Tough times ahead for consumers as devastating effects of load shedding continue to hammer economy

Frank Blackmore told Business Report that the rolling power cuts are what led to the economy taking a hit. Picture: Dumisani Sibeko

Frank Blackmore told Business Report that the rolling power cuts are what led to the economy taking a hit. Picture: Dumisani Sibeko

Published Mar 7, 2023


The devastating effect of load shedding, felt by consumers during the fourth quarter of 2022, is clearly visible, as Statistics South Africa announced that the economy had contracted by 1.3%.

This is according to Frank Blackmore, Lead Economist at KPMG.

Blackmore told Business Report that the rolling power cuts imposed by the ailing state power utility, Eskom and the severity of the various stages of load shedding and the number of days it went on for during the fourth quarter of 2022 were what led to the economy taking a hit.

“Seven industries recorded negative growth during the third and fourth quarters of 2022, which included agriculture, mining, manufacturing, electricity, trade, finance, government and a reduction in tax subsidies which all contributed to the contraction in GDP,” Blackmore said.

Stats SA figures showed the agriculture sector shrank 3.3% quarter on quarter, mining 3.2%, finance 2.3%, trade 2.1% and manufacturing 0.9%. The construction sector grew by 0.5%.

The data was worse than the third quarter's revised 1.8% growth in quarter-on-quarter and seasonally-adjusted terms.

Analysts had predicted a 0.4% contraction in October-December.

The largest contribution to the contraction was 0.6 percentage points by the financial sector.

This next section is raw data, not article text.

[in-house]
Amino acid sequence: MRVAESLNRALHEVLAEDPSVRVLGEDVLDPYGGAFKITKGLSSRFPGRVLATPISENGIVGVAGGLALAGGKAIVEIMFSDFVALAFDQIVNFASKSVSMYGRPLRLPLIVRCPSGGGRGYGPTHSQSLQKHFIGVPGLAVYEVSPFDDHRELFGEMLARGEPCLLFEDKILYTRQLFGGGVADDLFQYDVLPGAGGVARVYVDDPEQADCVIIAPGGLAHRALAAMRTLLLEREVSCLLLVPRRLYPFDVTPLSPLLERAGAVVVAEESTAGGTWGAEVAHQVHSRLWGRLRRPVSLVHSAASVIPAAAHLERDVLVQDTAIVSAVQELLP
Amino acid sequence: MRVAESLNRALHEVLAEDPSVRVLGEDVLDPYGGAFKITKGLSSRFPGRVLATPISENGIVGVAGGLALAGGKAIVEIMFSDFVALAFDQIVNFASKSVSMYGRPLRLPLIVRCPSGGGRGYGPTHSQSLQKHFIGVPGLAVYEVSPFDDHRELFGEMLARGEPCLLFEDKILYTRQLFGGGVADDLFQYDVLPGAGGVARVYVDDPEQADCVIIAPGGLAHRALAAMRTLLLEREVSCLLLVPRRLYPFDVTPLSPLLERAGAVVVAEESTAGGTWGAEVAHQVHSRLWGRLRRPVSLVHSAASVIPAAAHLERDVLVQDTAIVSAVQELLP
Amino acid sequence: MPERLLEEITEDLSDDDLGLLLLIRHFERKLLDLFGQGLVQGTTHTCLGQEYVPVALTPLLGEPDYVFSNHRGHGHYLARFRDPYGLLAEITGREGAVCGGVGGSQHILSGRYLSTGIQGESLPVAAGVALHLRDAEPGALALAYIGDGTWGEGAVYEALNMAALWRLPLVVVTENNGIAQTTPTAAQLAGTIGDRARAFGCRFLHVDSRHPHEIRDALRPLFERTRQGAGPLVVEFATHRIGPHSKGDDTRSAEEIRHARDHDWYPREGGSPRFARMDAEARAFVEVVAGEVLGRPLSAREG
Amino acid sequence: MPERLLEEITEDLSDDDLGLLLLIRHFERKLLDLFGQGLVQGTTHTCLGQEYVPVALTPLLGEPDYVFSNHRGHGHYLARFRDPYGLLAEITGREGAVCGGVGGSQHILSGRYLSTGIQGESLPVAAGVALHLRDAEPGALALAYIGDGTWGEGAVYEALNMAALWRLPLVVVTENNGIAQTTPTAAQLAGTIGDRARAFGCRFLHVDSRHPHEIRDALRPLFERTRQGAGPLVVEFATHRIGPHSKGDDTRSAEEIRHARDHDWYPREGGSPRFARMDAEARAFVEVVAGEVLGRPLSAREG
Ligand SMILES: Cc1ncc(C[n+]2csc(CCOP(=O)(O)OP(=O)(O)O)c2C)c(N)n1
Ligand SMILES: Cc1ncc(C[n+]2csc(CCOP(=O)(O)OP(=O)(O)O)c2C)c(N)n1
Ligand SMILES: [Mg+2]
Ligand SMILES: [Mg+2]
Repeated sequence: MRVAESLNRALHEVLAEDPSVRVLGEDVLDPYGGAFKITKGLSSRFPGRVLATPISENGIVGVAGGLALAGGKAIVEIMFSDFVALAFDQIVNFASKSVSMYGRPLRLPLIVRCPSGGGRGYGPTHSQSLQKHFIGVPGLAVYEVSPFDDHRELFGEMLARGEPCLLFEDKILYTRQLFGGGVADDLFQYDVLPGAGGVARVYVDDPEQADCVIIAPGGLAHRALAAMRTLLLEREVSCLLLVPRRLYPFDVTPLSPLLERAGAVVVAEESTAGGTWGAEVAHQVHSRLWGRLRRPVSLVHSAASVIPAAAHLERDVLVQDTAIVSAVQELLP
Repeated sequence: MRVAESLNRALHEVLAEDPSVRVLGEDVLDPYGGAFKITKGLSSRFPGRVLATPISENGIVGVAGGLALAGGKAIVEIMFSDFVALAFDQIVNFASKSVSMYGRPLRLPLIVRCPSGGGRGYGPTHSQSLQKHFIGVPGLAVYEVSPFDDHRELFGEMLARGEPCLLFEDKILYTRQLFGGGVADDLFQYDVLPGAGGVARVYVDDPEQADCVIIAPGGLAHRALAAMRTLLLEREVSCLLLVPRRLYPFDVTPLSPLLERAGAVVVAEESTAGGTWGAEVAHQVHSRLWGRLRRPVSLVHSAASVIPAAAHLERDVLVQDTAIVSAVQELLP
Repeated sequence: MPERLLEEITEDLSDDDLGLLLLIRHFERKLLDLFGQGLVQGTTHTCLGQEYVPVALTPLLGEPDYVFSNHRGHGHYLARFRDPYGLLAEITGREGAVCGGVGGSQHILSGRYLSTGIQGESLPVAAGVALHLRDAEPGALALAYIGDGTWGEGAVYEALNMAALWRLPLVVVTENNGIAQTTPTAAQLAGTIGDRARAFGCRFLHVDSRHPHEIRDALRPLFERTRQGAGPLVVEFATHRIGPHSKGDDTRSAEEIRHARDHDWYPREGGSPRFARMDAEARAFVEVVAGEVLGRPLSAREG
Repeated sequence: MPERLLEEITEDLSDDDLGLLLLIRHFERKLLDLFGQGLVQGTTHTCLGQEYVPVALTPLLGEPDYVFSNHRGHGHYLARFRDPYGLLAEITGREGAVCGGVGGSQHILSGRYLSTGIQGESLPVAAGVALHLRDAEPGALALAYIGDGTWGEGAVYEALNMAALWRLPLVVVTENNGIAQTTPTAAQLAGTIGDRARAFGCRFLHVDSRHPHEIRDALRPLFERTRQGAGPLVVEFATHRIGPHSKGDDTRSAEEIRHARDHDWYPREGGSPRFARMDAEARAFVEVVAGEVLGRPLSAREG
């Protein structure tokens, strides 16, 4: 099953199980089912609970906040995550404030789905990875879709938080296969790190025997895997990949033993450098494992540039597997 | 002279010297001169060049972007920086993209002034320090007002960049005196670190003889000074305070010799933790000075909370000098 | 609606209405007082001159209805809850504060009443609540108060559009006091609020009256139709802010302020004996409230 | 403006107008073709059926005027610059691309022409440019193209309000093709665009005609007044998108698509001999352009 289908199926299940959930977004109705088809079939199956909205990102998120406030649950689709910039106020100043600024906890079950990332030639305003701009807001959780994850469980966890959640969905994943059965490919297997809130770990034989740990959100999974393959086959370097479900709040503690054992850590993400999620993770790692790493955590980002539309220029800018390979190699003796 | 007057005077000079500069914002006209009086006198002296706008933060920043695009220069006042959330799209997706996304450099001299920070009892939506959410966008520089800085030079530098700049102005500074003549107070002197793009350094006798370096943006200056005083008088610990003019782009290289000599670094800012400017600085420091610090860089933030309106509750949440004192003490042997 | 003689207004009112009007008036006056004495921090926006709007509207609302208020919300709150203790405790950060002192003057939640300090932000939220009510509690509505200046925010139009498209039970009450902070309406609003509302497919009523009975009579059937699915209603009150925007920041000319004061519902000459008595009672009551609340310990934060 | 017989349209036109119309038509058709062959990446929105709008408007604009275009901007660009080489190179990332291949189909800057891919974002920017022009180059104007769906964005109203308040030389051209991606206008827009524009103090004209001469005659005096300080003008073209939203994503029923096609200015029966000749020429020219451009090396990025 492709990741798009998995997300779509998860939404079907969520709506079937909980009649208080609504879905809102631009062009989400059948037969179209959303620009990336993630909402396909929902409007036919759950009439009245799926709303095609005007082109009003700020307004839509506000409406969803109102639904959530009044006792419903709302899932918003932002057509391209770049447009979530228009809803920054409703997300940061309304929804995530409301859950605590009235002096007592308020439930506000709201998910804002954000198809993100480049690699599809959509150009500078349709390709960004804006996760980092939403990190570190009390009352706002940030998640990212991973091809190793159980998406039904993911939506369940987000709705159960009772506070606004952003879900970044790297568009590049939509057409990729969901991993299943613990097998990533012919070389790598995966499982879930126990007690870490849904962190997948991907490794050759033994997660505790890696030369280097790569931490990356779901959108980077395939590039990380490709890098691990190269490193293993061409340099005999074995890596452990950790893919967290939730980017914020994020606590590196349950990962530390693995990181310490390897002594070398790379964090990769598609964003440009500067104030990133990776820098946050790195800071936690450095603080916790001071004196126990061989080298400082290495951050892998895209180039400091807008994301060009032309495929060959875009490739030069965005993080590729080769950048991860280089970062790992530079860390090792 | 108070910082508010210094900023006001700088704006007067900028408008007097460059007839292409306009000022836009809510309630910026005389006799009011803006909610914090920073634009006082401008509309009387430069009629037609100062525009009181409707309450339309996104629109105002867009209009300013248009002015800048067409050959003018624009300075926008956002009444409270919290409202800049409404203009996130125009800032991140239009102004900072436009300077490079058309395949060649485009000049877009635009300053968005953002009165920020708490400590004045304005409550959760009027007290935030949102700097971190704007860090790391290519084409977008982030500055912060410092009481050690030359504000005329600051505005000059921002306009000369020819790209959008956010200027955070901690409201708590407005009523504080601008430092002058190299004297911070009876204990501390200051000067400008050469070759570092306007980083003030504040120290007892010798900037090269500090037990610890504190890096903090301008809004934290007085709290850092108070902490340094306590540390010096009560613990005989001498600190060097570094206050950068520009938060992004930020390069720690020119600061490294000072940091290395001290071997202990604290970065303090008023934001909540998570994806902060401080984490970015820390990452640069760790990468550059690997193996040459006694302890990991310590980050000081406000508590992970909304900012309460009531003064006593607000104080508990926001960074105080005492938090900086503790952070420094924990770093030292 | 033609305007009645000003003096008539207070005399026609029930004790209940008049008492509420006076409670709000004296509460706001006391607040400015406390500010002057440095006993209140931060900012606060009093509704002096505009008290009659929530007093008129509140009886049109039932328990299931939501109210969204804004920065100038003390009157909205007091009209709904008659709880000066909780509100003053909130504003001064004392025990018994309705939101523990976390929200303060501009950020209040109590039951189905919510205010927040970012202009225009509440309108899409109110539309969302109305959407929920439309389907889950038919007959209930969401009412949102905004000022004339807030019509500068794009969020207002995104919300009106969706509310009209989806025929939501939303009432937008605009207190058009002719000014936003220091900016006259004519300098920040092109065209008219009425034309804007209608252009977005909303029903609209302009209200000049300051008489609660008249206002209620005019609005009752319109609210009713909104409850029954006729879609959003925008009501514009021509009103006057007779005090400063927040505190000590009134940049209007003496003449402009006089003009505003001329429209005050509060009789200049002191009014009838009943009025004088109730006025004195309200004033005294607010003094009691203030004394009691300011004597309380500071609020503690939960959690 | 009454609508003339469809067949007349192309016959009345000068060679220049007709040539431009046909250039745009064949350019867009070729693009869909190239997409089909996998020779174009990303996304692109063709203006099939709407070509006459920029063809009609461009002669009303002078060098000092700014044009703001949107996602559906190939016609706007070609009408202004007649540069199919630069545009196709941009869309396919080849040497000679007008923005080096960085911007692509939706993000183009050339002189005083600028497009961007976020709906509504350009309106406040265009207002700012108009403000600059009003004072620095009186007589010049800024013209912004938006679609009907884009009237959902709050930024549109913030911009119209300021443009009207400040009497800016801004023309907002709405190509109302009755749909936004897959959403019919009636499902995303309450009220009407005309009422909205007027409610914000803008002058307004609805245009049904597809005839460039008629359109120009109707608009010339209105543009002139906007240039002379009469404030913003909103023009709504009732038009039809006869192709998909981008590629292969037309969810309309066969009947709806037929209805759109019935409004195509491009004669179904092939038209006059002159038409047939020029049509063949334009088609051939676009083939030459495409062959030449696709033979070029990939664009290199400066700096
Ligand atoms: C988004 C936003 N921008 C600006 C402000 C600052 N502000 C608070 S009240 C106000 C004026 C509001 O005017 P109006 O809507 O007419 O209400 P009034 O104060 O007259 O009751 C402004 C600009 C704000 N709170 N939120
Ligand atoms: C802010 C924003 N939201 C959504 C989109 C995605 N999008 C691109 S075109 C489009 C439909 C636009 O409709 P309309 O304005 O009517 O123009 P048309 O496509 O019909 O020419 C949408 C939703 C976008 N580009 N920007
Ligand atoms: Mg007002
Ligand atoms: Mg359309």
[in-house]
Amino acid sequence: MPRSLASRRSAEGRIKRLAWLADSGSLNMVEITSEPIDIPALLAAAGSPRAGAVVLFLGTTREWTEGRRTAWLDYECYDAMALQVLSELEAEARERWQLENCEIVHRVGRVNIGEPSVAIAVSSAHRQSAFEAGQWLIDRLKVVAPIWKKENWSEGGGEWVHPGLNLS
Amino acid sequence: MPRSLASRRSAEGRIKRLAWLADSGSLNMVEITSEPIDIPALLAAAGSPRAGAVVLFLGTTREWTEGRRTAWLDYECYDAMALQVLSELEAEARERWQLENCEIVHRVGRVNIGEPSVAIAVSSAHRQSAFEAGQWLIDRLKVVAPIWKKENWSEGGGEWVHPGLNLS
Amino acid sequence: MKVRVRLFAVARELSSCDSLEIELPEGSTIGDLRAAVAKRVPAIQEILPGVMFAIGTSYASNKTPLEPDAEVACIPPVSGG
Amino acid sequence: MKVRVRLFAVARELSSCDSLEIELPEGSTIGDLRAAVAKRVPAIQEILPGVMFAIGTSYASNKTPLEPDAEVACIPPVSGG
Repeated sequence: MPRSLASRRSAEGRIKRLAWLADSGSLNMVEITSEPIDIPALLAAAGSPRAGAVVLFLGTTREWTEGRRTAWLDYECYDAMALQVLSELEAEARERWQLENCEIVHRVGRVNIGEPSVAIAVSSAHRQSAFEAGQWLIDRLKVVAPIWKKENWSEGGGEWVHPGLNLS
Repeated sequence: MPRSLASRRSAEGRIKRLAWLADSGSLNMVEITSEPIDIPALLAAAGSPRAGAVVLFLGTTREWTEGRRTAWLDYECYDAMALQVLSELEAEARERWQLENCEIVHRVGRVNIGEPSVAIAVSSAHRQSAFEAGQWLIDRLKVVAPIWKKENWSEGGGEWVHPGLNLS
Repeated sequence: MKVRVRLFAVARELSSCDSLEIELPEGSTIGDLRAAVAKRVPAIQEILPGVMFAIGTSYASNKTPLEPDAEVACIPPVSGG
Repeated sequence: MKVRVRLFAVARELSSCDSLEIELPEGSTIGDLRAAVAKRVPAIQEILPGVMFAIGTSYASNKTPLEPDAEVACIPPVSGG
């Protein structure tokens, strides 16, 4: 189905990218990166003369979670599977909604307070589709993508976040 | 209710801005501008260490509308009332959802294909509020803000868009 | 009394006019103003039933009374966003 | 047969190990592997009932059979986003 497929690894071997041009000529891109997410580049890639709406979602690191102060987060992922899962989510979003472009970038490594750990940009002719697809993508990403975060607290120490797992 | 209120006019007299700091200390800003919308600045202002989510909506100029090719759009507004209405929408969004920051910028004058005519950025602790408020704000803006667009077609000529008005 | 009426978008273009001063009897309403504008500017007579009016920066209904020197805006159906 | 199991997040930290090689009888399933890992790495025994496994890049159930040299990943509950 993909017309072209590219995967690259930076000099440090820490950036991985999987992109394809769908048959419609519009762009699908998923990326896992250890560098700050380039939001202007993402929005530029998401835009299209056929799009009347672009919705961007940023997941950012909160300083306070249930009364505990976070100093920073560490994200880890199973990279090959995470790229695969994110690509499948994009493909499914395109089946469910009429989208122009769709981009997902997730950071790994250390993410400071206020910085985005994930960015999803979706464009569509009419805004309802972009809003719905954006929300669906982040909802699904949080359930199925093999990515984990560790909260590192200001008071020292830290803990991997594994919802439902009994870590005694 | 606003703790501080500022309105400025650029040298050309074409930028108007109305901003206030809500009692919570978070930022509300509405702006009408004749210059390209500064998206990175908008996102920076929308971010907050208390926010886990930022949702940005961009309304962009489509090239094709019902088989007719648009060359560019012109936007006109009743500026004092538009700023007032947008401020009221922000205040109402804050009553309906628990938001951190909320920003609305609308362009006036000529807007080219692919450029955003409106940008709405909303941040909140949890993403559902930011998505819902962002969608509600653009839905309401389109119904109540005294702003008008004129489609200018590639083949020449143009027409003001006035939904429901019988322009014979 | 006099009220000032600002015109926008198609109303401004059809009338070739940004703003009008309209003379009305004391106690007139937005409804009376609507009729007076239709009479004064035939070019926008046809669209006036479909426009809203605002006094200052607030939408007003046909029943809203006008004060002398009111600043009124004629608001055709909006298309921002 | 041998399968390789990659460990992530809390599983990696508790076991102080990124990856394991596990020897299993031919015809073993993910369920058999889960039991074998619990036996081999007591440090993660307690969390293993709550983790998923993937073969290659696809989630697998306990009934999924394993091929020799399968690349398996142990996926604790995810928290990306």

“This leaves total growth for the year at two percentage points, after a total of 4.9% that we experienced earlier. It highlights the problem that we need to sort out, the energy crisis and the supply and consistency in order to get this economy back to decent growth rates,” he further said.

Blackmore painted a dark picture of the economy if load shedding persisted in the country.

He said: “There was a recent announcement by the South African Reserve Bank which estimated a two percentage point decrease in economic growth. If we continue with the current levels of load shedding for the foreseeable future, this emphasises the need to address both the management problems as well as the infrastructure investment required in order to add generation capacity to the grid. Otherwise, we can expect similar negative or close to negative growth rates for the country in the future.”

Andra Nel, Purpose Manager at KFC’s Add Hope, said South Africans would be reeling with the shock that the economy had shrunk.

“If you are struggling to put food on the table, it has a far-reaching impact on people and communities. We need to bear in mind that this impact will be felt by those who are really in need.”

Hayley Parry, Money Coach and Facilitator at 1Life’s Truth About Money, said: “It looks that there will be a lot more belt-tightening to come when it comes to consumer finances because it looks like we have some turbulence ahead. It feels like we are living inside a roller coaster as a South African, and our economy is reflecting the same. The contraction announced on Tuesday was far higher than what economists had predicted. This is not good news as they are already predicting that the current quarter that we are in is not looking good as well, thanks to the rolling blackouts that we as a country are facing.”

“The reality is that this is impacting every aspect of our lives, including the country’s business sector. The cost of producing goods and services is going to increase as businesses have to compensate for not having electricity and pay more for coming up with their own solutions to deal with the energy crisis. Those costs are, unfortunately, being passed on to the consumers,” Parry further said.